The Brookfield Building is now at the center of a lawsuit. A contractor, Timothy Bowman, claims that he helped with the purchase of the building, only to have Turner and Reeder turn their backs on him when it came time to put his ownership stake in writing. In court papers, Turner says there was never a partnership.
Filed in 2005, the case is still wending through the system. I'm not interested in Bowman's ownership claim as much as I am in his attorney's suggestion that Turner tried to use the Brookfield Building to avoid paying taxes.
I'm no tax expert. But I know enough about capital gains to think that the sale documents look really fishy.
A company called DMI Investment bought the Brookfield Building on September 3, 2004, for $810,000. The deed lists DMI Investment as a Texas corporation, yet its address is an apartment building near the Plaza where Turner and Reeder lived at the time. Margaret Lineberry, Bowman's attorney, says in court papers that DMI is a "nonexistent" corporation "headquartered in Turner's living room."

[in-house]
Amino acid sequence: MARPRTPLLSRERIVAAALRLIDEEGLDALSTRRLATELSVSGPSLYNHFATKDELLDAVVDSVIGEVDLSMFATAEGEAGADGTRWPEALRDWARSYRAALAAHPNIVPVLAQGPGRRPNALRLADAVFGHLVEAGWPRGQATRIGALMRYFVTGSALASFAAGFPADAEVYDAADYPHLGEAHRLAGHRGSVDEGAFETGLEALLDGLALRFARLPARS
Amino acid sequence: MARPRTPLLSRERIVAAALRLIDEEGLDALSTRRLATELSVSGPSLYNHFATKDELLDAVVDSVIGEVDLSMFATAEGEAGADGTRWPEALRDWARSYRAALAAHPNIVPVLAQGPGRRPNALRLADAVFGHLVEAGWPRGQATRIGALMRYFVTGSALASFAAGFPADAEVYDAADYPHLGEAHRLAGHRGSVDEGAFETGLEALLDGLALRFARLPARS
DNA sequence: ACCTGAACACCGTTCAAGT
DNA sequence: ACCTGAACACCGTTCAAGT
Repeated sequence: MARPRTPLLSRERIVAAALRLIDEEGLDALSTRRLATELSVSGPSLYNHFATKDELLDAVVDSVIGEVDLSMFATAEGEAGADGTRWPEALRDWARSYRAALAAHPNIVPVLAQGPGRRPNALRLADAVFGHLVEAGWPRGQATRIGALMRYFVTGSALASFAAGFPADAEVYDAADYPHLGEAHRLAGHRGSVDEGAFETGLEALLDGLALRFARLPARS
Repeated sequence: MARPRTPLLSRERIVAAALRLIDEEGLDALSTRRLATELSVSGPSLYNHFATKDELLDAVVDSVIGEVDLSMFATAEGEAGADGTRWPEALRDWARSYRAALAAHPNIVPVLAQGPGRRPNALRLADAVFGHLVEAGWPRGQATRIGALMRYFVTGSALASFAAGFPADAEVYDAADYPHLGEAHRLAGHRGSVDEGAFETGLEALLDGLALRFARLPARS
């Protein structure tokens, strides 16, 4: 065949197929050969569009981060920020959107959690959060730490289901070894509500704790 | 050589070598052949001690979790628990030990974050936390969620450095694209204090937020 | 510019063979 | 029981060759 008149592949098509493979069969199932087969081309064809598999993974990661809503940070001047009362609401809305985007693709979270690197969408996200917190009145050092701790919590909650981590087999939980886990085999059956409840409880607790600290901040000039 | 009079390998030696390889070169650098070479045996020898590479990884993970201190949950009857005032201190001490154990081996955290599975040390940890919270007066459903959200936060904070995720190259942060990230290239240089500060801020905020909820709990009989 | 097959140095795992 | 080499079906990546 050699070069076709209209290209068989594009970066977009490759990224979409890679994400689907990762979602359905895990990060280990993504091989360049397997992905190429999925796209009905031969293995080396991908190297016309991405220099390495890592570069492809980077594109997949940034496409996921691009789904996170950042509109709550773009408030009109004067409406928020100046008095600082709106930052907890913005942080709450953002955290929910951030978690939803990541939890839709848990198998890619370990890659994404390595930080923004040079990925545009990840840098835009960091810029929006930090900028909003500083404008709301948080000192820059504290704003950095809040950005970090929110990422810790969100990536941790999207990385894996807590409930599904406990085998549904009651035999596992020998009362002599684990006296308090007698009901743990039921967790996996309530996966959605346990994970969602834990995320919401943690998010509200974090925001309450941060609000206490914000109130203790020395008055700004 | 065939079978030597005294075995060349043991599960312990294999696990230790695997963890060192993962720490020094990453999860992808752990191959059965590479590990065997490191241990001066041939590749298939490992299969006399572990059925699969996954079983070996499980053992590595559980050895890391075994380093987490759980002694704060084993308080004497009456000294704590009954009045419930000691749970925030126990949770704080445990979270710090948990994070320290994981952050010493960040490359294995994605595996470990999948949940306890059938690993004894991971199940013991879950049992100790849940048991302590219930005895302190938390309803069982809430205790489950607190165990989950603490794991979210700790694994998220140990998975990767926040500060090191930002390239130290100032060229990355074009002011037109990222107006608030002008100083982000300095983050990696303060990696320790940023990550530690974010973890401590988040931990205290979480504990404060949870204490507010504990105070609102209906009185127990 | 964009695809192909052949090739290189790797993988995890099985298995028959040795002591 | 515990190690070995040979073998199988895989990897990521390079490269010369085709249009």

Four days later, the Brookfield Building changed hands again. DMI sold the property to Pioneer Village Estates, which is owned by Turner and another company under his control. Only this time, the building fetched $5.5 million.
How does a property's value increase nearly sevenfold in less than a week? Lineberry suggests that Turner was trying to avoid paying taxes on the sale of an apartment complex in Bakersfield, California.
The IRS allows property sellers to defer taxes on their profits if they invest the proceeds in another property. But there are rules. The bought and sold properties have to be of like value, for instance.
It's pretty easy to believe that the Brookfield Building's magic transformation into a $5 million piece of property had something to do with the sale of the Bakersfield apartment complex. According to court papers, Pioneer Village Estates sold the Bakersfield property less than two months before it wound up with the Brookfield Building. (In an affidavit, Turner says he learned about the Brookfield Building's availability from Reeder.)